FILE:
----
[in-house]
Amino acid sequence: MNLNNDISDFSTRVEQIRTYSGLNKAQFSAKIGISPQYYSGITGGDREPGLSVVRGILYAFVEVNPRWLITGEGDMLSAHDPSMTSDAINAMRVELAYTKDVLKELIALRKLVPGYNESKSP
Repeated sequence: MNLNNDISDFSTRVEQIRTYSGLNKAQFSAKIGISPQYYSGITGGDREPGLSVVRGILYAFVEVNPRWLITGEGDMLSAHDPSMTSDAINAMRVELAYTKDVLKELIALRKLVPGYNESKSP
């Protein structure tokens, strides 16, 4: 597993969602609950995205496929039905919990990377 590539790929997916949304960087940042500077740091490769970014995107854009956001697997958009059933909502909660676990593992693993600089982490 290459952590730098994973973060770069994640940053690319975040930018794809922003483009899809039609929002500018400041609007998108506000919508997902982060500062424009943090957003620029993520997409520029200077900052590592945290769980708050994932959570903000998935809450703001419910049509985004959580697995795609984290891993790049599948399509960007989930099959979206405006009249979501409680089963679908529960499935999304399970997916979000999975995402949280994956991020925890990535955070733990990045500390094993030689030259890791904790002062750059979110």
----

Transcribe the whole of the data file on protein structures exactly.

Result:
[in-house]
Amino acid sequence: MNLNNDISDFSTRVEQIRTYSGLNKAQFSAKIGISPQYYSGITGGDREPGLSVVRGILYAFVEVNPRWLITGEGDMLSAHDPSMTSDAINAMRVELAYTKDVLKELIALRKLVPGYNESKSP
Repeated sequence: MNLNNDISDFSTRVEQIRTYSGLNKAQFSAKIGISPQYYSGITGGDREPGLSVVRGILYAFVEVNPRWLITGEGDMLSAHDPSMTSDAINAMRVELAYTKDVLKELIALRKLVPGYNESKSP
């Protein structure tokens, strides 16, 4: 597993969602609950995205496929039905919990990377 590539790929997916949304960087940042500077740091490769970014995107854009956001697997958009059933909502909660676990593992693993600089982490 290459952590730098994973973060770069994640940053690319975040930018794809922003483009899809039609929002500018400041609007998108506000919508997902982060500062424009943090957003620029993520997409520029200077900052590592945290769980708050994932959570903000998935809450703001419910049509985004959580697995795609984290891993790049599948399509960007989930099959979206405006009249979501409680089963679908529960499935999304399970997916979000999975995402949280994956991020925890990535955070733990990045500390094993030689030259890791904790002062750059979110």